My brother is a firefighter. Firefighters wear heavy bunker pants, a huge coat, huge boots, a mask, a helmet, and a breathing system w/ tanks on top of whatever they're doing. Such as using an axe to smash out windows or carry hose or what not. Now that shit's heavy.
Granted, they aren't in combat against a ninja, but as far as stress and weight go, they have it pretty rough sometimes. Now, the key is obviously to rotate the line-up so they can get a breather. But it is certainly possible to do heavy lifting like that for a while. And firefighter ain't always in the best shape...
I'd imagine a superhero type guy Would want to have some armor, on the other hand I see no reason for them to wear spandex. Superman can get away with that. But a pudgy human? Yikes.
Well, there's a "happy medium" in between which works pretty well. Think of the lightweight bulletproof vests worn by most "big" politicians these days. They're enough to (as said in "Batman Begins") stop a knife, or a small-caliber round (unless it's straight in) but they're quite thin and pretty lightweight, made up of several layers of kevlar-mesh fabric intended to delaminate upon high-energy impact. It's enough to keep a guy alive even if the bullet penetrates... since most of the damage from a gunshot wound is NOT related to the "hole," it's related to the massive "water balloon" explosions of cells in the regions adjacent to the "hole." Less energy in the bullet... LOTS less tissue damage! (Part of why "bullet size" is a poorer predictor of lethality than "type of casing" - magnum, etc, etc)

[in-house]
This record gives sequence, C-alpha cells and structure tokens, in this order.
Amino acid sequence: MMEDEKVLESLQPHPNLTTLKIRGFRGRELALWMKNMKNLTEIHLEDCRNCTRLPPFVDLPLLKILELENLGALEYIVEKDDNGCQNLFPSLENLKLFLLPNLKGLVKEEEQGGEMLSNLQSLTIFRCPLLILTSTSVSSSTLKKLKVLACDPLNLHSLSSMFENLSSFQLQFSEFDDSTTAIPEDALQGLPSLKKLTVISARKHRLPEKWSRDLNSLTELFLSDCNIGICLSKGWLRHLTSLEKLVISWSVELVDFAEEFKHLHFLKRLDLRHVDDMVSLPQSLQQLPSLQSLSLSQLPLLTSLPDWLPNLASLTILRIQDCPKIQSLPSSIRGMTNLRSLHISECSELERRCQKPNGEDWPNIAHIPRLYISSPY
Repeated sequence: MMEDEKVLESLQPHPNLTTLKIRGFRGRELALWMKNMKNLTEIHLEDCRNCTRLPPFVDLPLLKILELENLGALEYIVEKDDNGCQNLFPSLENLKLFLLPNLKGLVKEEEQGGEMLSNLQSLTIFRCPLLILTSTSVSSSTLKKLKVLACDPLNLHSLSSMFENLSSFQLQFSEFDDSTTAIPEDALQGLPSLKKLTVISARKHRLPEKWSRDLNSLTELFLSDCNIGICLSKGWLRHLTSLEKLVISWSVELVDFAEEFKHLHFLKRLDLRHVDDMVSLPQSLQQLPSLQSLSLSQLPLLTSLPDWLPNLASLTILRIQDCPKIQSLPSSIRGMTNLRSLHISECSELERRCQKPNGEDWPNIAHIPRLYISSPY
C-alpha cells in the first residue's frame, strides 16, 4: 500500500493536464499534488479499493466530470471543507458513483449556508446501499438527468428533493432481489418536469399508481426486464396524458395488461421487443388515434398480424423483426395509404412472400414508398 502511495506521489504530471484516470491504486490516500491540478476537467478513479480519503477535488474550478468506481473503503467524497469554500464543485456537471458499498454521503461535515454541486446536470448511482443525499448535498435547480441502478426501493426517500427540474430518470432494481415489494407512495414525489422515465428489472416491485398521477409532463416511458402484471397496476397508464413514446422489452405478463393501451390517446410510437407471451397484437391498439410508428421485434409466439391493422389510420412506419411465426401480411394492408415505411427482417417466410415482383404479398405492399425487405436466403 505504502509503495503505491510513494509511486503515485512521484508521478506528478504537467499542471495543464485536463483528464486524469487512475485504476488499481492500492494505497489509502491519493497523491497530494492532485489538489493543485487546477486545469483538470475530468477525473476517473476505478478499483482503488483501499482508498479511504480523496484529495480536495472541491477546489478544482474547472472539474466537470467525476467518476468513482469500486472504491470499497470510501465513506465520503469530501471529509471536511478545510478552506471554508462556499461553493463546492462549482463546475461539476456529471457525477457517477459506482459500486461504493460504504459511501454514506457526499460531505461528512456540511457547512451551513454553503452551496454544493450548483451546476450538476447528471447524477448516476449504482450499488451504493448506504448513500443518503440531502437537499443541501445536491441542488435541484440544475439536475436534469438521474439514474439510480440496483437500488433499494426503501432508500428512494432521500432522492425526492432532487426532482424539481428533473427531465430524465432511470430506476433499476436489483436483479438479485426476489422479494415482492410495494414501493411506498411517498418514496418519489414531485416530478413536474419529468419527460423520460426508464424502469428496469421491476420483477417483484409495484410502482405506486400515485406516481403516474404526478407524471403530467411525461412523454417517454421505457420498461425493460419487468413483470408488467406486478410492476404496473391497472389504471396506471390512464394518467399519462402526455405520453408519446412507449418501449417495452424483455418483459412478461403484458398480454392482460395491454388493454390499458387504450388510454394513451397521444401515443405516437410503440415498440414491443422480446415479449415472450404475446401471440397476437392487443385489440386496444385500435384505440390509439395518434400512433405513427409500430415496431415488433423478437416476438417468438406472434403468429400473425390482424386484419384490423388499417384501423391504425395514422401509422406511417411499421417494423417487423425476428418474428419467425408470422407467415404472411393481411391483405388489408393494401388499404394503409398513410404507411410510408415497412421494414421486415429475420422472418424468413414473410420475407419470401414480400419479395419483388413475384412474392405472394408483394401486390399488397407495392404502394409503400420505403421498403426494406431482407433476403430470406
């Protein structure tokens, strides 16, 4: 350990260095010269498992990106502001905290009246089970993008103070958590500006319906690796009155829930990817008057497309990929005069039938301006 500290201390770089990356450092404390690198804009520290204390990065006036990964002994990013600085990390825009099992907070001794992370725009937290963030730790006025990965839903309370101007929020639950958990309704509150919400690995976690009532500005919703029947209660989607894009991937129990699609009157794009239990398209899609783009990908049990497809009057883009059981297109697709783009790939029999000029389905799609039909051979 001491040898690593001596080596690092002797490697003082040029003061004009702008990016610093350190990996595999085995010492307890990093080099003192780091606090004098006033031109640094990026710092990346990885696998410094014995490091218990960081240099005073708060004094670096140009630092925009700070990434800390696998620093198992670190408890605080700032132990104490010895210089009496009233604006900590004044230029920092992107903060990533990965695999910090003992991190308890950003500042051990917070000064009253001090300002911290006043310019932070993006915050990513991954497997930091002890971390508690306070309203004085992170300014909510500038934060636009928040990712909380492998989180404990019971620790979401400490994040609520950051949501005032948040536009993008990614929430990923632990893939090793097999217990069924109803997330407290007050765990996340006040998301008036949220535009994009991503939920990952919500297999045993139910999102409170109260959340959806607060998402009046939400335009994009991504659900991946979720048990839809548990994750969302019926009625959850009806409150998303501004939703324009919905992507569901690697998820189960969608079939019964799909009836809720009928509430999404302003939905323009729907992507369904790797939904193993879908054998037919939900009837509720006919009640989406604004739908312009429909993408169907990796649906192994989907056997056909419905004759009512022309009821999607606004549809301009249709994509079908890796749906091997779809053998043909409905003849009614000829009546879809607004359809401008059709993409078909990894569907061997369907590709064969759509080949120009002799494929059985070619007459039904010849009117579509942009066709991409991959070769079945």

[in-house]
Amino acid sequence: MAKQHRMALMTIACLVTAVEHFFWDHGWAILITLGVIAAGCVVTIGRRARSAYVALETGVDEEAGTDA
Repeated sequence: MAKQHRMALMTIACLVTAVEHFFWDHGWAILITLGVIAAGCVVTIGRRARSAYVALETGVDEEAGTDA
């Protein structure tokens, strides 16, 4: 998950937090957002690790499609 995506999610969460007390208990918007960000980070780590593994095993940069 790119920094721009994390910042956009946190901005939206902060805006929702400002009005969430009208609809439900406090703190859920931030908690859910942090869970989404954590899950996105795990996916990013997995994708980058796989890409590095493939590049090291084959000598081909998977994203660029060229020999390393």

I don't think costume design is nearly as important in the movies as it is in the comic books. In comic books you get very controlled static images of people in costumes that you have time to look at and examine in context. In movies most people don't spend much time staring at a guy and what symbolism his clothing may convey because you're watching what's going on on screen and listening to the dialog. In movies you'll have both acting and music to convey aspects of the characters that the costumes may have in the comics. So while the movie Viedt may not look like he has a god complex by the way he's dressed, hopefully his acting will tell us all we need to know.